SALT LAKE CITY — It didn’t come as a surprise to Jakob Poeltl’s coaches or teammates, and shouldn’t come as a surprise to anyone else who has been paying even the slightest bit of attention to college basketball, but it is official, Poeltl is going to forego his last two years of college and enter the NBA draft.
“I’ve had the most amazing two years here at Utah,” Poeltl said at a press conference at the University of Utah Wednesday. “”I don’t regret anything about coming here and I do not regret staying for a second year. I think it was an unbelievable journey. I have really enjoyed it and that is why this decision was so hard on me, because I really wanted to stay for two more years, but I think this is a necessary step for me in my basketball career.”
Jakob Poeltl truly personifies the term student-athlete, as he has fully embraced the college experience. “The fans here in Utah have made every home game unbelievable, just the atmosphere in this arena is something I have never experienced before.”
Utah coach Larry Krystkowiak took the opportunity to explain the benefits of staying in college and playing for a second year instead of taking the one-and-done route that so many players are pursuing these days.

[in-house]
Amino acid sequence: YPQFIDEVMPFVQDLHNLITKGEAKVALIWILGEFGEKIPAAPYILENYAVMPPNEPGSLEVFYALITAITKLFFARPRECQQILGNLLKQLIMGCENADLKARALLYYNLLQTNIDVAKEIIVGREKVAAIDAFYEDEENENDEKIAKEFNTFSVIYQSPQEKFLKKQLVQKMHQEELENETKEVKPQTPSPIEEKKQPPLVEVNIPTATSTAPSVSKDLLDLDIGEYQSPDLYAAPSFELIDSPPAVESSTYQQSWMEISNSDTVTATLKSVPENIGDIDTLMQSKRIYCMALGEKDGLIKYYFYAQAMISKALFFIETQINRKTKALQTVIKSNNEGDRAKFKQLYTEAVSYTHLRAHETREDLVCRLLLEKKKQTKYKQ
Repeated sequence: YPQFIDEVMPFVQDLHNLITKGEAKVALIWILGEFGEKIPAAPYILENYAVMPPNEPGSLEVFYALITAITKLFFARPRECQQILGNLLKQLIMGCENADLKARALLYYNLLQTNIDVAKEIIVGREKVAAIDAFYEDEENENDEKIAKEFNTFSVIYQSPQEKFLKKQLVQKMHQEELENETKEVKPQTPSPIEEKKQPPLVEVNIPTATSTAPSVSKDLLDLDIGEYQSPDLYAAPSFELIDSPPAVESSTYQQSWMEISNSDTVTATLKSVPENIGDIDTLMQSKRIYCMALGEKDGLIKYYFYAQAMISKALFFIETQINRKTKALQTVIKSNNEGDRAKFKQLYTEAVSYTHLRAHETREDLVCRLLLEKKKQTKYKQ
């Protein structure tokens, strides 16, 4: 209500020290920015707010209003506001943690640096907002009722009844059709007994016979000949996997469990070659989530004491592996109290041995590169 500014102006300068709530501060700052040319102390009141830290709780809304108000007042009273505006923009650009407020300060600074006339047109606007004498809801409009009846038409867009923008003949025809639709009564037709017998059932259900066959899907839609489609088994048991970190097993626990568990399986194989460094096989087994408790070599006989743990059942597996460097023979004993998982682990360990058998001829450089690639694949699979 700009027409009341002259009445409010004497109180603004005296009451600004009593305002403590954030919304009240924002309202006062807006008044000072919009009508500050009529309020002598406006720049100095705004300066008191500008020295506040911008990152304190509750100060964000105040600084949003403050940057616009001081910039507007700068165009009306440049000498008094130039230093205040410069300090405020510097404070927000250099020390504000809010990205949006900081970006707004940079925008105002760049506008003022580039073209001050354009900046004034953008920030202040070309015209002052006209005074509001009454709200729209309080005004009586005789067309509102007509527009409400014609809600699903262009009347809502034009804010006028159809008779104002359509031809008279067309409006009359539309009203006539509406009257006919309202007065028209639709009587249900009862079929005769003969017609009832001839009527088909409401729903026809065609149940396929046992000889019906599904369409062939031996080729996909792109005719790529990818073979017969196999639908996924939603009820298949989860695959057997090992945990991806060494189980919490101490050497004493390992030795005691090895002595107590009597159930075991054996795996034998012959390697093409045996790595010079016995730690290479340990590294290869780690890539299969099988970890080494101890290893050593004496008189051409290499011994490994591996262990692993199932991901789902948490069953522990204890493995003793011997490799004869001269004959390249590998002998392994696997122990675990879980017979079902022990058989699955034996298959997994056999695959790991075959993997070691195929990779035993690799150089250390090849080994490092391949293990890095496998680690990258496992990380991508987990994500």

“A year ago we sat together, and it was maybe more of a decision to be made being projected to be a first round draft pick by just about everybody,” he said. “I think if you look at history, there are really very few, if any, examples of someone that is unanimous across the board with NBA teams saying that he is going to be a first round pick that decides to come back to college. It is just really, really rare. To me he’s the poster child for what it’s like to stick around for another year. I know he’s certainly far more ready today than he would have been a year ago.”
Does Krystkowiak think Poeltl made the right decision? Absolutely, both times (last year and this year).
“I know it’s the right decision,” Krystkowiak said. “I don’t know how much meat is left on the bone for Jakob in this college process.” Asked what he would do if he were in Poeltl’s position, Krystkowiak didn’t hesitate. “I would be doing exactly what he is doing. Things have changed since back in the day that I played.”
Similar to a proud parent whose child is leaving the nest, Krystkowiak conceded “It’s a bittersweet day.” But he further noted that Poeltl is “always going to be part of the cornerstone of what we’ve tried to build here.” And Krystkowiak knows a thing or two about building a program. Even with Poeltl leaving early, the cupboard is far from bare, and arguably next year’s team could be even better than this year.
Poeltl is a lock to be drafted in the first round, has the potential to be a lottery pick and will become the first Austrian to play in the NBA.
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